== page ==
Jump to content


  • Content Count

  • Joined

  • Last visited

About Steamdrivenandy

  • Rank
    Random Word Generator aka SDA
  • Birthday 06/01/1948

Profile Information

  • Gender
  • Location
    N. Staffs looking over Cheshire in awe and wonder
  • Interests
    Steam (GWR King 6024)
    Garden Design
  • Towcar
    '17 Plate Skoda Yeti 1.2Tsi DSG
  • Caravan
    2012MY Bailey Pegasus 2 Rimini

Recent Profile Visitors

5,058 profile views
  1. I our recent trip around part of Scotland we used several CC sites. Lidalia (Associated site) Monday - about 75% full Stonehaven (CC site) Friday - totally full Ayr (CC site) Monday - about 50% full Kendal (CC site) - about 30% full There are any number of factors that can account for the paucity of vans during the week and weekenders making full week bookings difficult is one, though that would affect all types of site. The recent weather will be another factor, though our stay at a full Stonehaven site coincided with lashing rain and 45mph winds, which is rather the opposite of what you'd expect. Of course, price may come into it, plus local competition and in Scotland's case there's been a lemming like movement to the north for the NC500, maybe reducing demand on the more southerly sites. Also I believe that Scottish kids go back to school about 2 to 3 weeks before their English counterparts and this will reduce some holiday making in Scottish sites.
  2. All the CMC wardens I've encountered have been excellent too. I noticed one adding gravel to pitch edges at Ayr Craigie Gardens on Monday afternoon and yesterday a warden at Kendal was tidying the pitch/tarmac edges. There must be a thing about prepping the sites for August Bank Holiday, or maybe after so much rain the gravel had washed away.
  3. MIRO is a nominal weight which includes anything included with the van when it left the factory. It will not include the weight of a battery or mover but will include carpets, EHU cable plastic step etc. It will also include an allowance for gas cylinder/s but this varies by brand and Model Year as the regs don't specify a weight for gas. After all that you'll see that manufacturers give themselves a % + or - on the weight as it's doubtful any two vans weigh the same due to production tolerances in all the hundreds of parts and panels that make up a van. A slightly thicker exterior GRP or aluminium panel on both sides of a van can add kg. IIRC having an Eriba Touring in plain silver paint adds 8kg to the weight of the same van in standard white bubble effect aluminium skin.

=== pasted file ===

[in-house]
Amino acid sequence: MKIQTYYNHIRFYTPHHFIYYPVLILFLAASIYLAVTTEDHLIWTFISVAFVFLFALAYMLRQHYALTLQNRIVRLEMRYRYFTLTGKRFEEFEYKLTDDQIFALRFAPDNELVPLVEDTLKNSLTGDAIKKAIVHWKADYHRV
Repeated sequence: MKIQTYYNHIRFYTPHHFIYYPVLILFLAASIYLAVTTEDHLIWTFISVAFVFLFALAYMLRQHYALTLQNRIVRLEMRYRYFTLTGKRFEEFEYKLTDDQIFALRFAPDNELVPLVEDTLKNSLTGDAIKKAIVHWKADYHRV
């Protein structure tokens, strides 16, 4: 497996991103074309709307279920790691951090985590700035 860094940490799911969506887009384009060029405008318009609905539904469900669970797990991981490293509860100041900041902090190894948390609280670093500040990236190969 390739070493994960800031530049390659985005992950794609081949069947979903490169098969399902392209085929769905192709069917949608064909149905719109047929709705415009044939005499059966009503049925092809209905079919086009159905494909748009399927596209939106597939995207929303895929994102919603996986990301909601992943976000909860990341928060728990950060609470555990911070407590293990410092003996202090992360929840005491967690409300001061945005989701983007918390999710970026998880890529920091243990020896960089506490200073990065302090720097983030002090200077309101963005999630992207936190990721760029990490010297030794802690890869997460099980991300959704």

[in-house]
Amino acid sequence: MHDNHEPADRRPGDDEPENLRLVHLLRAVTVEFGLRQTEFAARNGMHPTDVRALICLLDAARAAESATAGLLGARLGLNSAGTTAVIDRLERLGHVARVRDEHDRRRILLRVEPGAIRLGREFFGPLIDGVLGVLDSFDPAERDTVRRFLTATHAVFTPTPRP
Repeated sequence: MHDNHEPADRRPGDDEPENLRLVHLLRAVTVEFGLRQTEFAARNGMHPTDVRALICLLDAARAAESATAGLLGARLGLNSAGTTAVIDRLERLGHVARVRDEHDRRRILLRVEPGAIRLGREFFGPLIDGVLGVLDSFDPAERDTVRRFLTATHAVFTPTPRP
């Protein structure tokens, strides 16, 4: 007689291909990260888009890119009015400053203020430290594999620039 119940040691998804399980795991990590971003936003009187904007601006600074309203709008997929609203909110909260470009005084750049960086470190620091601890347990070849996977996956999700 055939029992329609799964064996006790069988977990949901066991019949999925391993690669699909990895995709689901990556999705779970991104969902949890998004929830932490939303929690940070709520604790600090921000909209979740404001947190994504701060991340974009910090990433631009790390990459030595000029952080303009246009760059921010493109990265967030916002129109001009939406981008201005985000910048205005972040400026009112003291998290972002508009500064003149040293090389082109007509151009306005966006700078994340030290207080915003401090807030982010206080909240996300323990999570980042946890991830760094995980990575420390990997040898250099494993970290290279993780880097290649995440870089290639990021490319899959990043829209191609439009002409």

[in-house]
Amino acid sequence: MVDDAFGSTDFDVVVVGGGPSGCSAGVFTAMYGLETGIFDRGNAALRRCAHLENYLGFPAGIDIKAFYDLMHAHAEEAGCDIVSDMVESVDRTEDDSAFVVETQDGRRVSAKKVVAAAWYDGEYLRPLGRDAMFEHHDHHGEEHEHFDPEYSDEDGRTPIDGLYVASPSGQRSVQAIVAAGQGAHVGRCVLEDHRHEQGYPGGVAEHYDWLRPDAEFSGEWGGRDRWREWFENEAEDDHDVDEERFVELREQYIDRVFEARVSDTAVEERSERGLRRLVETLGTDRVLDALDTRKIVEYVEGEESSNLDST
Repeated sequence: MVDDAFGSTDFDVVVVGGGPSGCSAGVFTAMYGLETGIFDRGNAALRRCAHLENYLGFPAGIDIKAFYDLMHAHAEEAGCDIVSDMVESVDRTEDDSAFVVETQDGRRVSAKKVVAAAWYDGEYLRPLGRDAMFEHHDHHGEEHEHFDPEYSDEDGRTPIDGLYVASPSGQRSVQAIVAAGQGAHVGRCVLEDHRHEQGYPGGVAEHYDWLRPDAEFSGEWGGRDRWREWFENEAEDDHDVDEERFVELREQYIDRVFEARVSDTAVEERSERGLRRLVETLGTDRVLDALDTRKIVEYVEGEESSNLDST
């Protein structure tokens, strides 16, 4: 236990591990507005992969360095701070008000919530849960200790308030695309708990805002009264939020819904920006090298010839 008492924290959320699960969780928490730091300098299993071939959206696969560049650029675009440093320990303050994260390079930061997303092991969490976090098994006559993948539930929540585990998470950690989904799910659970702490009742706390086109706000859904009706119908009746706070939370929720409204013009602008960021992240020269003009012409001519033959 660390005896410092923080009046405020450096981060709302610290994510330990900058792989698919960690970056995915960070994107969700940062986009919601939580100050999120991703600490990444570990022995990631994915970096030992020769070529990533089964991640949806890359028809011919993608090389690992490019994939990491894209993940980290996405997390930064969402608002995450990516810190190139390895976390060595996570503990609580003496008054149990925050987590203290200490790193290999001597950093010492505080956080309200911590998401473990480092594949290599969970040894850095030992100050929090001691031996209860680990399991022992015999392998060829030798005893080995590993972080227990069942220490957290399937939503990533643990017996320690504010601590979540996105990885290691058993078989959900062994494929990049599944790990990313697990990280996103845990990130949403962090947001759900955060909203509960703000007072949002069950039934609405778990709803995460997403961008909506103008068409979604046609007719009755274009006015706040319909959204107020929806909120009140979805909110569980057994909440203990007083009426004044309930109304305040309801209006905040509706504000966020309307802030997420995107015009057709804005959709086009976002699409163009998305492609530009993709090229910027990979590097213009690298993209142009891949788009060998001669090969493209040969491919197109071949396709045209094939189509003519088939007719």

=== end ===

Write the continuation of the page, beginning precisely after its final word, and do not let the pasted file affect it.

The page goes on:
4. Most dealer stock cars, caravans and motorhomes are financed with what's known as a stocking plan with one of the major finance houses, like Black Horse. They keep an eye on the dealerships and limit the amount that they lend, based on the businesses performance and liquidity etc. Dealers are charged interest on the amount owing on the stocking plan, so shifting stock quickly is important to keep the interest charges low. The finance houses employ auditors who visit the dealerships regularly to check that the stock is as the stocking plan says and nobody is fiddling by claiming stocking funds for vans they haven't got.
  5. Well, if it's all on motorways it'll be 70/60*7 = 8.2 miles On other unrestricted roads then 60/60*7 = 7 miles Obvs that doesn't allow for starts and stops. And I think I read somewhere that the average town speed is 11mph, so 11/60*7 = 1.3 miles Average walking speed is 3.5 mph, therefore walking 1.3 miles would take around 22 minutes, or 15 minutes more than in a car in town. I suspect that in a town, a pushbike would take about as long as a car.